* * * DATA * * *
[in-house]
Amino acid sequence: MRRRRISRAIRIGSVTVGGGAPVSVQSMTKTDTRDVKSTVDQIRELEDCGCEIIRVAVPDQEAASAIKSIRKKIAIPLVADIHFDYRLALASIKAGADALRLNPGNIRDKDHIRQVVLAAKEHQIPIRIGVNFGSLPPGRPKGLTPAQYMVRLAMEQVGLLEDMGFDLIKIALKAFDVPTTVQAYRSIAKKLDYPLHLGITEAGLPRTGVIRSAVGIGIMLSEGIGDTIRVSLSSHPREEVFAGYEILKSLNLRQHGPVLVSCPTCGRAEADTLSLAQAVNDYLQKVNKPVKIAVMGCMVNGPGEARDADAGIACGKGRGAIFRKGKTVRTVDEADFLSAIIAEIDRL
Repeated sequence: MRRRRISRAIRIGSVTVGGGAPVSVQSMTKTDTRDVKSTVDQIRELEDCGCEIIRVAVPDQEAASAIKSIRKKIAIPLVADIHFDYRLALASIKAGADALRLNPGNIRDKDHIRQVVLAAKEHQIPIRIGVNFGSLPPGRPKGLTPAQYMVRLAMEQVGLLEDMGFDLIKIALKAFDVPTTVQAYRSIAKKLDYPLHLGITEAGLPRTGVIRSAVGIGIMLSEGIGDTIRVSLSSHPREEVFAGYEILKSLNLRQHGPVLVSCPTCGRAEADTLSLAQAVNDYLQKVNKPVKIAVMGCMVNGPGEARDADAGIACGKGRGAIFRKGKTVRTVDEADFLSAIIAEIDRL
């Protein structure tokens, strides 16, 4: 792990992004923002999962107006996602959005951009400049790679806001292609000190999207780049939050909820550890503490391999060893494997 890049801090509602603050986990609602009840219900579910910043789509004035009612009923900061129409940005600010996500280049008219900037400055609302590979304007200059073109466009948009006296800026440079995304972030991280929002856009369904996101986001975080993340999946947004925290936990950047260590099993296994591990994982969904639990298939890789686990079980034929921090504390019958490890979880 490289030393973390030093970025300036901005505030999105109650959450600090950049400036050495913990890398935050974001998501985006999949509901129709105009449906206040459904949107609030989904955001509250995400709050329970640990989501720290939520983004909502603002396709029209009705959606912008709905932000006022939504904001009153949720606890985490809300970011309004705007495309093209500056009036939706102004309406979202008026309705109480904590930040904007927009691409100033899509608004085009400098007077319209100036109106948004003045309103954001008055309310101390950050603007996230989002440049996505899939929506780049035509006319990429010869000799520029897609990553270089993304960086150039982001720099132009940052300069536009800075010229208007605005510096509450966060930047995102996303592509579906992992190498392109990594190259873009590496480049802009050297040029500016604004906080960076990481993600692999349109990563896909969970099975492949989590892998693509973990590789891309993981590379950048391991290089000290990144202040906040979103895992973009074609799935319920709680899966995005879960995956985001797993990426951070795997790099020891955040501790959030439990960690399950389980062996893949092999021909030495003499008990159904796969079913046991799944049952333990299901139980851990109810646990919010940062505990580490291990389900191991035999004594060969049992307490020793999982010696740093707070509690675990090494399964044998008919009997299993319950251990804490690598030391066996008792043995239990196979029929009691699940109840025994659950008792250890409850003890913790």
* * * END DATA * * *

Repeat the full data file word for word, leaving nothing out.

[in-house]
Amino acid sequence: MRRRRISRAIRIGSVTVGGGAPVSVQSMTKTDTRDVKSTVDQIRELEDCGCEIIRVAVPDQEAASAIKSIRKKIAIPLVADIHFDYRLALASIKAGADALRLNPGNIRDKDHIRQVVLAAKEHQIPIRIGVNFGSLPPGRPKGLTPAQYMVRLAMEQVGLLEDMGFDLIKIALKAFDVPTTVQAYRSIAKKLDYPLHLGITEAGLPRTGVIRSAVGIGIMLSEGIGDTIRVSLSSHPREEVFAGYEILKSLNLRQHGPVLVSCPTCGRAEADTLSLAQAVNDYLQKVNKPVKIAVMGCMVNGPGEARDADAGIACGKGRGAIFRKGKTVRTVDEADFLSAIIAEIDRL
Repeated sequence: MRRRRISRAIRIGSVTVGGGAPVSVQSMTKTDTRDVKSTVDQIRELEDCGCEIIRVAVPDQEAASAIKSIRKKIAIPLVADIHFDYRLALASIKAGADALRLNPGNIRDKDHIRQVVLAAKEHQIPIRIGVNFGSLPPGRPKGLTPAQYMVRLAMEQVGLLEDMGFDLIKIALKAFDVPTTVQAYRSIAKKLDYPLHLGITEAGLPRTGVIRSAVGIGIMLSEGIGDTIRVSLSSHPREEVFAGYEILKSLNLRQHGPVLVSCPTCGRAEADTLSLAQAVNDYLQKVNKPVKIAVMGCMVNGPGEARDADAGIACGKGRGAIFRKGKTVRTVDEADFLSAIIAEIDRL
């Protein structure tokens, strides 16, 4: 792990992004923002999962107006996602959005951009400049790679806001292609000190999207780049939050909820550890503490391999060893494997 890049801090509602603050986990609602009840219900579910910043789509004035009612009923900061129409940005600010996500280049008219900037400055609302590979304007200059073109466009948009006296800026440079995304972030991280929002856009369904996101986001975080993340999946947004925290936990950047260590099993296994591990994982969904639990298939890789686990079980034929921090504390019958490890979880 490289030393973390030093970025300036901005505030999105109650959450600090950049400036050495913990890398935050974001998501985006999949509901129709105009449906206040459904949107609030989904955001509250995400709050329970640990989501720290939520983004909502603002396709029209009705959606912008709905932000006022939504904001009153949720606890985490809300970011309004705007495309093209500056009036939706102004309406979202008026309705109480904590930040904007927009691409100033899509608004085009400098007077319209100036109106948004003045309103954001008055309310101390950050603007996230989002440049996505899939929506780049035509006319990429010869000799520029897609990553270089993304960086150039982001720099132009940052300069536009800075010229208007605005510096509450966060930047995102996303592509579906992992190498392109990594190259873009590496480049802009050297040029500016604004906080960076990481993600692999349109990563896909969970099975492949989590892998693509973990590789891309993981590379950048391991290089000290990144202040906040979103895992973009074609799935319920709680899966995005879960995956985001797993990426951070795997790099020891955040501790959030439990960690399950389980062996893949092999021909030495003499008990159904796969079913046991799944049952333990299901139980851990109810646990919010940062505990580490291990389900191991035999004594060969049992307490020793999982010696740093707070509690675990090494399964044998008919009997299993319950251990804490690598030391066996008792043995239990196979029929009691699940109840025994659950008792250890409850003890913790």